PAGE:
I can remember vividly the coldest I’ve ever been. No, it wasn’t a trip to either the north or south pole, nor a selfie at Mt. Everest. It was the end of winter in a drafty old house in Shorewood, WI, where I lived for a few months with a bunch of friends from college. To save money, the heat was kept on low, and each night I bundled up in many layers of clothes and blankets to try and stay warm. Never will I forget being so cold.
Dan Simmons is a gifted writer and researcher, especially when it comes to description. From the first chapter, The Terror grabs the reader with its snowballing descriptions of just…how…cold…these sailors are. Stuck in the arctic ice in a futile attempt to find the “Northwest Passage” north of Canada and through to China, the crews of two British navy ships, one call the Terror, battle the cold and the elements for survival. Oh. And an abominable snow monster.
Despite liking this novel, I have to say the true stories of these arctic explorations, doomed or not, are far more interesting. In the Kingdom of Ice, detailing the true story of the USS Jeannette stuck in the pack ice, I found riveting. Simmons’s rendition isn’t bad, though, but it is really long, probably a bit too long. And there wasn’t enough of the snow monster for my liking, and I’m not sure what I think of all the Eskimo stuff. It was just kind of strange, and I wasn’t sure how much if it was true to that culture.
The best thing about the novel is that it is a story about men. Women and women’s issues are not much to be seen here, which is a bit refreshing for a reader like me, who sometimes almost drowns in romance. The women in the story are viewed mostly from Frances Crozier, an officer who can’t seem to find a balance with them. He either sees them as whores or exotic beings on pedestals, and that he gets the girl at the end and keeps her seems a little unrealistic if you think of her as a real person. Nevertheless, there’s a sweet innocence about his perspective. Aside from all that, the story largely deals with men giving command and under command and how being stuck so far from civilization affects that dynamic. It is amazing that order does not come apart at the seams a lot earlier, considering what these sailors are up against. In fact, the mutiny seemed to come out of nowhere and Hickey, the villain, was too cartoonish for my taste.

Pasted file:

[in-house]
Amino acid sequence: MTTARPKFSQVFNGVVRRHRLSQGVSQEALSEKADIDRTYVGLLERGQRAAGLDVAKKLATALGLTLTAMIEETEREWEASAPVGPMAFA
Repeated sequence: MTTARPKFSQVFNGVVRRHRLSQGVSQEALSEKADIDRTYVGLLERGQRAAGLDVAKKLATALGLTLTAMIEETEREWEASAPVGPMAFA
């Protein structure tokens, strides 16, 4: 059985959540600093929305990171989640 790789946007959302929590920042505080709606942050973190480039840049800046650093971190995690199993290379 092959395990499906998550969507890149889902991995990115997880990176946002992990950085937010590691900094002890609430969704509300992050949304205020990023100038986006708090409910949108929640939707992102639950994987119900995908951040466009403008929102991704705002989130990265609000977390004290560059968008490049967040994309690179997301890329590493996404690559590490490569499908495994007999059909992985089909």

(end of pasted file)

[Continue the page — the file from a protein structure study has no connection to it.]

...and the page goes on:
Back to the snow monster. So I did try to read Simmons’ other cold tale, Abominable, but gave up as it took him what felt like hundreds of pages just to get them on the mountain. The description of climbing gear from the 1920s, although interesting in its own right, fast became a textbook on it, instead of details pushing the story along. Thankfully, in The Terror, Simmons gets to the action we want pretty quickly and is great at showing the men’s mounting fear of the creature attacking them. Then, towards the end, when they finally abandon their ships as they are all dying of scurvy, the snow monster is scarcely, inexplicably, to be seen until popping up to devour the villain (did I mention there are spoilers?) and spiritually circumcise Crozier (so weird).
A roaring good tale, despite its flaws, The Terror is good historical fiction. The perspectives of the men seemed to be from the characters’ time and modern views weren’t shoehorned in too much. The details of the ships and the environment really made me feel at times like I was there with them, and the descriptions of their various ailments as they succumbed to malnutrition and cold were heartbreaking. My next book to read from Simmons will probably be Drood. I saw the PBS movie of the Mystery of Edwin Drood and want to read the story that Charles Dickens never finished, and then see how Simmons ended it. Of course I also plan to give The Terror miniseries a try, but I have a much easier time reading about blood and gore than I do watching it. Some people are the reverse. Wonder why that is? Hmm. Must be a study on it somewhere…